“I walked on the show floor,” Dale recalled. “I just said a prayer.”

By Friday, as floodwaters had begun to retreat, insurance adjusters had arrived and they were eyeing the mud-streaked vehicles. The situation was bad: Cars that looked okay were useless under the hood because of destroyed electrical systems. Even with repairs, managers said, the vehicles would be unsafe to drive.

Luis Sahagun, a spokesman for Farmers Insurance, said the company had received 9,000 auto claims at the end of last week. Asked to describe a typical payout after a flood, Sahagun said he couldn’t answer.

“A car could be in six inches of water with minimal damage or six feet of water, where it’s a total loss,” he said. “There are so many variations in miles and models and conditions, as well. Each case is unique.”

Jim Camoriano, a spokesman for State Farm, said the insurance giant had received 28,600 auto claims in Texas related to Harvey as of Saturday. An additional 910 claims had arrived from Louisiana and states as far away as North Carolina, he said, noting that 80 to 85 percent of the Harvey claims are “total losses” and 75 percent of the affected vehicles are no longer drivable.

“We’ve got 10 catastrophe response vehicles on the ground and 1,000 people we’ve brought into our offices this weekend to process claims,” Camoriano said. “The way the storm just hovered over the Houston area for a few days, creating those massive rainfall totals, has made this a very significant event.”

The McRee Ford dealership in Dickinson, Tex., was hit hard by the storm. (John Taggart/For The Washington Post)

Rushing to restock

Houstonians need cars, and as residents begin to assess damage to their homes and vehicles, automakers are rushing to restock their inventory, experts said. They’re expecting another flood, they said, this one made up of customers browsing their lots with insurance money in hand. Some are comparing the post-Harvey “mad rush” to tax refund season.

Dale said his managers were trying to restock through auctions, but there is no timeline: “We have no idea when we’ll be fully functional.”

At AutoNation, while the company was still checking portions of its inventory for damage Friday, the sales force was back in business.

“We’ve already sold 40 vehicles at AutoNation Ford of Katy in the last 24 hours,” Cannon said. “A lot of the people showing up are craftsmen who need to get back to work and they’re buying trucks and SUVs. They want to get Houston rebuilt.”

The phones were still down at Philpott Motors in Port Arthur three days after the hurricane, but Mark Fiorenza, a sales consultant, was well aware that people all over Southeast Texas are “desperate for vehicles.”

He said customers were calling and hearing a busy signal and figured the dealership was closed, so Philpott staff went on Facebook Live on Friday and encouraged people to contact them through social media or on cellphones to buy new cars and trucks. Fiorenza noticed something about customers since the hurricane: No one wants a car.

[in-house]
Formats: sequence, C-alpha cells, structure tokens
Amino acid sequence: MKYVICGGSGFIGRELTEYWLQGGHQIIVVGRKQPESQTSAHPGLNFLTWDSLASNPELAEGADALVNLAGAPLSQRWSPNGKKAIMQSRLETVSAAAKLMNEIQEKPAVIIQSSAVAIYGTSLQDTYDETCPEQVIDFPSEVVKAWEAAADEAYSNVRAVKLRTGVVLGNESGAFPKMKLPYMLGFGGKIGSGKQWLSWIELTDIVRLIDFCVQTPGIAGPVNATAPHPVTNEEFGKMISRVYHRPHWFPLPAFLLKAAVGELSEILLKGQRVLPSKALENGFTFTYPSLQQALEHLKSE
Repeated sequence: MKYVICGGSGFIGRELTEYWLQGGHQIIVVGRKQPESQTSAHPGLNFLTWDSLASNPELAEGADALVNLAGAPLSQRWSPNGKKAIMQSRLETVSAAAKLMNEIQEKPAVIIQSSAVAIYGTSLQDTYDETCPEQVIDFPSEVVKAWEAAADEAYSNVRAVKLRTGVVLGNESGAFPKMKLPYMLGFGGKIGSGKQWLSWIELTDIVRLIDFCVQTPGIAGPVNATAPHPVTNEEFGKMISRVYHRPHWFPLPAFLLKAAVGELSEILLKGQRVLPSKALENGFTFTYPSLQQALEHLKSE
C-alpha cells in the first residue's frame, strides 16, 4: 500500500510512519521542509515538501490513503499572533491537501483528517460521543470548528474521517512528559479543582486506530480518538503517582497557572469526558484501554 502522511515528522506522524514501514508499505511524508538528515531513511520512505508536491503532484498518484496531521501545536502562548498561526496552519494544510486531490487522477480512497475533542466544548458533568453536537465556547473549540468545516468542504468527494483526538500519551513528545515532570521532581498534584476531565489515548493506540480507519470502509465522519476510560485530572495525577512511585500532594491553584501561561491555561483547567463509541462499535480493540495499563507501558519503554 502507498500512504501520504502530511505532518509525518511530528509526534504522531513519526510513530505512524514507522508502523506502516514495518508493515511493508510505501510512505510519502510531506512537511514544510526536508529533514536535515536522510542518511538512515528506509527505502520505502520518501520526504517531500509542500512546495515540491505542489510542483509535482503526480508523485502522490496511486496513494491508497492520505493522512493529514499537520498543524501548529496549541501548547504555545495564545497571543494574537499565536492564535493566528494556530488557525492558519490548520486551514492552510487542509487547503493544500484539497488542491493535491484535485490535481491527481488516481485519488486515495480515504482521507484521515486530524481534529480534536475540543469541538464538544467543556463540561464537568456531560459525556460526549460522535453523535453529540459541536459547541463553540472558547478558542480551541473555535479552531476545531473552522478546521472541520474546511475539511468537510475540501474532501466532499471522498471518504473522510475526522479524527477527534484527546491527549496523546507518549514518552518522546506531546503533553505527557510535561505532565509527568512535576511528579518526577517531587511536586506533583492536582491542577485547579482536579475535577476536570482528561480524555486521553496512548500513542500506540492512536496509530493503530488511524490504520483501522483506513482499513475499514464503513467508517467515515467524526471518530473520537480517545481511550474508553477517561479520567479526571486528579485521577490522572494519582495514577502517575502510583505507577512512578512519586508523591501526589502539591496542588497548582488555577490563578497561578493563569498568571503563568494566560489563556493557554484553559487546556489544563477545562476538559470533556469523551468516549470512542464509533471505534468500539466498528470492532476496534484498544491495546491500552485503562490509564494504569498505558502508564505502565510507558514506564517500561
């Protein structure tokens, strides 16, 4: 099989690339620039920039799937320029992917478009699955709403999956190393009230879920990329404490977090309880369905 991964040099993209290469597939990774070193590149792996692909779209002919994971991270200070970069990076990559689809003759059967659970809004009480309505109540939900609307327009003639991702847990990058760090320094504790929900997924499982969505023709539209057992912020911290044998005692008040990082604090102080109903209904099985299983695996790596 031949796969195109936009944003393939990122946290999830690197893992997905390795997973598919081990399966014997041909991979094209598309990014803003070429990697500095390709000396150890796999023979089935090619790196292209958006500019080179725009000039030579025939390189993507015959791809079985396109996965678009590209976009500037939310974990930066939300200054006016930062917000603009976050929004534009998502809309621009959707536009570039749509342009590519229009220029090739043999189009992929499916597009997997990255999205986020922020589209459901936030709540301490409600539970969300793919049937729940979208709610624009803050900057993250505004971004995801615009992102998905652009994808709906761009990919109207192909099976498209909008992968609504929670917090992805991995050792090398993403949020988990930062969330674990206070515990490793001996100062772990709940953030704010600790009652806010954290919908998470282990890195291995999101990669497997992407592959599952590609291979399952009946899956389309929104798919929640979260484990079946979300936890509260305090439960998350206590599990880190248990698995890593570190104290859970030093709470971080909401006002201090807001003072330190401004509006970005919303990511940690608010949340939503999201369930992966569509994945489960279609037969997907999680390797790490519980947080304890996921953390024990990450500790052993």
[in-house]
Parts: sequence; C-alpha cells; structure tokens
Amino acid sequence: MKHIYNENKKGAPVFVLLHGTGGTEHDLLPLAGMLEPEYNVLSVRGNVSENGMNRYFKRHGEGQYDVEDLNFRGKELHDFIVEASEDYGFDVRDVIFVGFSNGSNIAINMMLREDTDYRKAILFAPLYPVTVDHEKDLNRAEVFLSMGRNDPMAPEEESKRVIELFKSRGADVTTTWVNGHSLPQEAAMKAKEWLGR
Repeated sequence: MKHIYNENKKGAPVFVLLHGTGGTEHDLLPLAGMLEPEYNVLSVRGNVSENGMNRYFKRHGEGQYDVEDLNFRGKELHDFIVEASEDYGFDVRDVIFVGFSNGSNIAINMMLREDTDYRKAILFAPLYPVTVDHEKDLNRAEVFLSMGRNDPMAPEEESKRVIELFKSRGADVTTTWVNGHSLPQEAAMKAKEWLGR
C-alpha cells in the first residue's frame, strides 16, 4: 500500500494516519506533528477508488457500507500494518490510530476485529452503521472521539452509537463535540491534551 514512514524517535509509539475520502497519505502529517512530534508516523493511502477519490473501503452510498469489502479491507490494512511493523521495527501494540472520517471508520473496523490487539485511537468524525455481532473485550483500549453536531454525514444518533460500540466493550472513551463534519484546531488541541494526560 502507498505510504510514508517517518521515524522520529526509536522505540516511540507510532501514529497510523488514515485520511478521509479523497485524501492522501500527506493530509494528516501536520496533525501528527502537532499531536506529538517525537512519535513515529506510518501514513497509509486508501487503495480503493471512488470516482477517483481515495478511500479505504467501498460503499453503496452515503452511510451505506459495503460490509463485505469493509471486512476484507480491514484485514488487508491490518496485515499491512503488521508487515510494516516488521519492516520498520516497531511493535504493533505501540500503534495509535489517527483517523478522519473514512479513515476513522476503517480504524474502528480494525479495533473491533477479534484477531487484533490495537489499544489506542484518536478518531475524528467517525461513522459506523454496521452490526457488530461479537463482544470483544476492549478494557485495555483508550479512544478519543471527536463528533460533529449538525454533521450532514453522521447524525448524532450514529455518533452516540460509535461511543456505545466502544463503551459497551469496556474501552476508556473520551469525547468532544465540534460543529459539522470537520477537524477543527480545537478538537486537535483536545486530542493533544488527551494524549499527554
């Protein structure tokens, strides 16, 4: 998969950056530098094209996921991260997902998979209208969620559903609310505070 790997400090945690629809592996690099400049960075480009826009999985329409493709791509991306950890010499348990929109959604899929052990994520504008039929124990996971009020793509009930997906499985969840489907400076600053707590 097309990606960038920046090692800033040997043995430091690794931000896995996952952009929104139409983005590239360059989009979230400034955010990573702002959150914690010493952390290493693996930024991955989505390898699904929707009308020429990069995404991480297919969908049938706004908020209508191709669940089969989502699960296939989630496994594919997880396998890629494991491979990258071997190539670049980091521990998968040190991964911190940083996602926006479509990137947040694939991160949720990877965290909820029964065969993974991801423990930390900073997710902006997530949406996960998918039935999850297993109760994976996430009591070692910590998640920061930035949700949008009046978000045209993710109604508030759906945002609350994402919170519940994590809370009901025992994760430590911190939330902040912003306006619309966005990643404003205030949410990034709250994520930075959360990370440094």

“Everybody coming out wants a Jeep or truck,” Fiorenza said, noting that the problem is the dealership needs more trucks to sell. “We need them bad.”

Damaged cars at the McRee Ford lot. (John Taggart/For The Washington Post)

Phillip Sommer, the owner of Texas Auto, a used-car dealership with two locations in Houston, said the impending buying frenzy comes with some downsides.

Dealerships are going to sell a lot of vehicles, he said, but the lack of inventory is going to drive prices up by several thousand dollars. Higher prices mean more challenges for buyers as they try to get auto loans, which are determined by blue-book value, not retail prices, he said.

“Dealers are essentially going to be fighting to buy inventory at auctions, increasing the price,” Sommer said. “A lot of people assume that when prices are high dealers are making a killing, but we’re actually making less money.”

The higher prices will create another obstacle for buyers, Sommer said: to stand out from the pack, some dealerships will be tempted to offer customers a deal by quietly hawking storm-salvaged vehicles full of hidden kinks..

“In this price-driven economy, people will be tempted to take the cheapest deal available and they’re going to get what they pay for,” he added.

After Hurricane Katrina, the National Insurance Crime Bureau partnered with Louisiana state police to catalogue tens of thousands of damaged vehicles littering the Gulf Coast before they could reenter the auto market.

Despite their exhaustive work, damaged Katrina vehicles were found in 26 states outside of the Gulf region within months of the storm, some as far away as New York and California, with snakes and alligators inside, according to the bureau.

In Dickinson last week, Chadbourne found her baby — the red Mustang — and realized she’d have to say goodbye to it. A technician tried to open her car but gave up on getting the key to work. The car’s electrical system was fried and the door wouldn’t open. She decided she’d have to come back later to get CDs she’d left inside.

Chadbourne looked out across a sea of drowned vehicles.

“I might be back for an Edge soon,” she told the technician.

“You may have to wait a while,” he said.

Many flood-damaged cars have ruined interiors and faulty electrical systems. (John Taggart/For The Washington Post)

Frankel reported from Lake Charles, La., and Port Arthur, Tex. Holley reported from Washington.